If you live in the UK and watch live TV or use the Iplayer video-on-demand service, you have to pay a "license fee" that directly supports public media in the UK (in other countries, public media is funded out of the tax-coffers, but in the UK, it's a direct transfer from viewers to the media, which is meant to make the BBC independent of the whims of government and thus more able to hold it to account).
License fee payments have historically been triggered by TV purchases — companies that sell TVs in the UK report the sales to the license authority, which checks to see whether the purchaser is a license-holder, and, if not, sends a bill (this became something of a pain in the ass when businesses began buying flatscreen monitors and getting license fee demands for sites where no TV viewing ever took place). In the early years of computing, the BBC used tuner-card sales as a proxy for TV sales, and collected license fees from viewers who watched on their computers that way.
Now, of course, the main way to watch TV on your computer or handheld is with Iplayer. The BBC successfully lobbied to get the right to levy license fees for Iplayer viewers, and then got another, much more outrageous legislative gift: the right to ignore privacy law and invoke the controversial spying tools provided for in the Regulation of Investigatory Powers Act (RIPA) to spy on Britons' wifi traffic willy-nilly and look for license cheats.
The BBC is relying on security through obscurity to make this work, and will not disclose their methods.
The best guess is that the new detector vans will intercept wifi traffic and, without decrypting it, try to deduce (from packet sizes and timing) whether the network is carrying Iplayer traffic. The technique apparently relies on the fact that the BBC can control the Iplayer's streams to introduce nonstandard timing/size elements that will fingerprint it, even in cryptographically protected streams.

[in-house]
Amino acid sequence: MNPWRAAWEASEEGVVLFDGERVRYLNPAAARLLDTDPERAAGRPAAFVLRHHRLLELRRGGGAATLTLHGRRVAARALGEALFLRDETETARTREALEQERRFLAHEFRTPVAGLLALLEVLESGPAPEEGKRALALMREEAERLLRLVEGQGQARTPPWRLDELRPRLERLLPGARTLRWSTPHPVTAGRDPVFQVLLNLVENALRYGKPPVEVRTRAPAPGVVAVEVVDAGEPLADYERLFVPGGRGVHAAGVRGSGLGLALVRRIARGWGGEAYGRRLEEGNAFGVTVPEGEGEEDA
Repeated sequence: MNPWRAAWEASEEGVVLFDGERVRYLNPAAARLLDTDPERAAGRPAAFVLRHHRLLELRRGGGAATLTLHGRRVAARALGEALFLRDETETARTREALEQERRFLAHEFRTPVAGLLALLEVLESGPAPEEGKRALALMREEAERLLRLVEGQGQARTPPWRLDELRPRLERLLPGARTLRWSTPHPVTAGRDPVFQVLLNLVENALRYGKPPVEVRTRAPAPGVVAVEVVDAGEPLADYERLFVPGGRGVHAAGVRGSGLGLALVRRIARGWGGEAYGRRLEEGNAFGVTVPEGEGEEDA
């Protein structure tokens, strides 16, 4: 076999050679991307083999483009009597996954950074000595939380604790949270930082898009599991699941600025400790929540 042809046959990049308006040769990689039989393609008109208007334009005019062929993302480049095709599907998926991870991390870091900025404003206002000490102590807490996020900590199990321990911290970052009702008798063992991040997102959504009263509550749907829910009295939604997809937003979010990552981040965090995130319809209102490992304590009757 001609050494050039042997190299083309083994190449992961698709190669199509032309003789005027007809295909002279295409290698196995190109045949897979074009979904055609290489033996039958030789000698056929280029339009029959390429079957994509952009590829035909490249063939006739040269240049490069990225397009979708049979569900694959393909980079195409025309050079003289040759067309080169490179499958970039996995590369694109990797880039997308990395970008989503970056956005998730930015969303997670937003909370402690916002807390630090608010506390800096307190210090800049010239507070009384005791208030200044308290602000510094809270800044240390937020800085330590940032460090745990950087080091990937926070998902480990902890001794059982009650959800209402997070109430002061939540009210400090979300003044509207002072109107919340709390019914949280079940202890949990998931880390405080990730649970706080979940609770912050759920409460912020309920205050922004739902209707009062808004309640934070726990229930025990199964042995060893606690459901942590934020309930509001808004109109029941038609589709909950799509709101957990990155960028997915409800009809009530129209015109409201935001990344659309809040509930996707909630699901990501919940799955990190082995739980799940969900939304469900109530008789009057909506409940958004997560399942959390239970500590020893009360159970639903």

This is potentially very invasive, and raises the possibility of false positives (how, in a multi-unit or dense dwelling, will the BBC determine which house goes with which wifi?). What's more, the gains from this invasive practice will be marginal at best: simply by assigning logins and passwords to license payers, the BBC can get almost all the same benefits, and the vans will only serve to catch people who share passwords — and the false positives will be many (if my license fee gives me the right to watch the BBC on all my devices, and I go to someone's house and watch my devices there, it doesn't matter that they haven't paid the license, because I have).
It's also likely to be trivial to defeat. Home routers can — and should — block information leakage from the cipherstream by normalising timing and packet size.
It feels like a boys-with-their-toys move, wherein the lab techs get excited about an avenue of research and sell it by appealing to management's graspiest, greediest, most distrustful-of-the-public instincts. The BBC's future, after all, relies not on its ability to collect the license fee, but to preserve it as a matter of law, which means that it requires the affection and support of the British public. This is not how to win that affection and support.
A spokesman for Privacy International, the human rights watchdog, said: "While TV Licensing have long been able to examine the electromagnetic spectrum to watch for and investigate incorrect usage of their services, the revelation that they are potentially developing technology to monitor home Wi-Fi networks is startlingly invasive."
A spokesman for TV Licensing said: "We've caught people watching on a range of devices, but don't give details of detection as we would not want to reveal information helpful to evaders.
"Our use of detection is regularly inspected by independent regulators."
The broadcaster included the NAO report in a list of documents that it claimed to have published alongside its annual report last month, but never distributed the review or uploaded it to its website. It has now been placed online by the public spending watchdog.
BBC to deploy detection vans to snoop on internet users
(Image: BLW TV Detector Van, Mike Peel, CC-BY-SA)